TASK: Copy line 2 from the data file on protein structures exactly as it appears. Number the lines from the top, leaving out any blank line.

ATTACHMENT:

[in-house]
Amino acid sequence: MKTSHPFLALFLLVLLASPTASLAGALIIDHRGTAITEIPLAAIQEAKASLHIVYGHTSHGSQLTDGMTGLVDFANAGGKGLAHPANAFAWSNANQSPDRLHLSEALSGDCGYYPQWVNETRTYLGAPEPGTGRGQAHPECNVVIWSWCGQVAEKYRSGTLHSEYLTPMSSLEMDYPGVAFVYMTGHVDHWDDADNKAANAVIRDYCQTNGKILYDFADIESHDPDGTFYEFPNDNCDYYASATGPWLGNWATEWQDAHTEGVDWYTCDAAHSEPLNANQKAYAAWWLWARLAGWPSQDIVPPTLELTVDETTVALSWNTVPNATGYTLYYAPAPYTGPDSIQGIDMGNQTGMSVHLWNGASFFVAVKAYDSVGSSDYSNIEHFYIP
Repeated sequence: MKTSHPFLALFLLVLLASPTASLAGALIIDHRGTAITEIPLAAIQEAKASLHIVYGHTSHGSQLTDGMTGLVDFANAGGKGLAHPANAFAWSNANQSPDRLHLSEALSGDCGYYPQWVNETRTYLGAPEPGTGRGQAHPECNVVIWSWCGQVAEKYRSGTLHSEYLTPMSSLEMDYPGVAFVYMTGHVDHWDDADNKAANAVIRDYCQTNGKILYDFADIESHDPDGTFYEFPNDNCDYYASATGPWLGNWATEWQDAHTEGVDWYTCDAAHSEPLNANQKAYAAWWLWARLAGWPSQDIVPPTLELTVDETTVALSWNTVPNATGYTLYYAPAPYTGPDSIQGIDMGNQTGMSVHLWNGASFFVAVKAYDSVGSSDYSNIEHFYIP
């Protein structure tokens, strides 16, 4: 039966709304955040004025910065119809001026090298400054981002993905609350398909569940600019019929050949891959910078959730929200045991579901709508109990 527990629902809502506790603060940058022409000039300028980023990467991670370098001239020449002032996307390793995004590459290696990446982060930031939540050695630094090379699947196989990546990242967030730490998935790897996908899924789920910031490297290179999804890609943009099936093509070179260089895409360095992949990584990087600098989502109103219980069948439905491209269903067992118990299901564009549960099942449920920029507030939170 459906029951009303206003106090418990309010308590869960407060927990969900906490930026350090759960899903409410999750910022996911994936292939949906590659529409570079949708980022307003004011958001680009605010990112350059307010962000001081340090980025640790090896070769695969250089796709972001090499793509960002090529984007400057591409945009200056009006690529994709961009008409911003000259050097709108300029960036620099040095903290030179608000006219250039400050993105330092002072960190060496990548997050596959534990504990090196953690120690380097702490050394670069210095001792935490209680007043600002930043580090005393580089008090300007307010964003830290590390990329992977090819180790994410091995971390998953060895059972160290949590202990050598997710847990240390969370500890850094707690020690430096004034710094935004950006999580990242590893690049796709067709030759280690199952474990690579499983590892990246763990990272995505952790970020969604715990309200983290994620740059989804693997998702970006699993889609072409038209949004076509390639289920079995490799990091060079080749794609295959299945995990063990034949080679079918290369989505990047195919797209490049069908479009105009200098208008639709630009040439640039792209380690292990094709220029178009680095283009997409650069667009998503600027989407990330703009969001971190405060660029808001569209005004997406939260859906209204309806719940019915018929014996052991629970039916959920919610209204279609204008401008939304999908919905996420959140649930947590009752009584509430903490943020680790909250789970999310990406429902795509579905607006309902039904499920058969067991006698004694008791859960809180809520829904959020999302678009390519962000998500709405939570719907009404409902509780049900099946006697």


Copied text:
Amino acid sequence: MKTSHPFLALFLLVLLASPTASLAGALIIDHRGTAITEIPLAAIQEAKASLHIVYGHTSHGSQLTDGMTGLVDFANAGGKGLAHPANAFAWSNANQSPDRLHLSEALSGDCGYYPQWVNETRTYLGAPEPGTGRGQAHPECNVVIWSWCGQVAEKYRSGTLHSEYLTPMSSLEMDYPGVAFVYMTGHVDHWDDADNKAANAVIRDYCQTNGKILYDFADIESHDPDGTFYEFPNDNCDYYASATGPWLGNWATEWQDAHTEGVDWYTCDAAHSEPLNANQKAYAAWWLWARLAGWPSQDIVPPTLELTVDETTVALSWNTVPNATGYTLYYAPAPYTGPDSIQGIDMGNQTGMSVHLWNGASFFVAVKAYDSVGSSDYSNIEHFYIP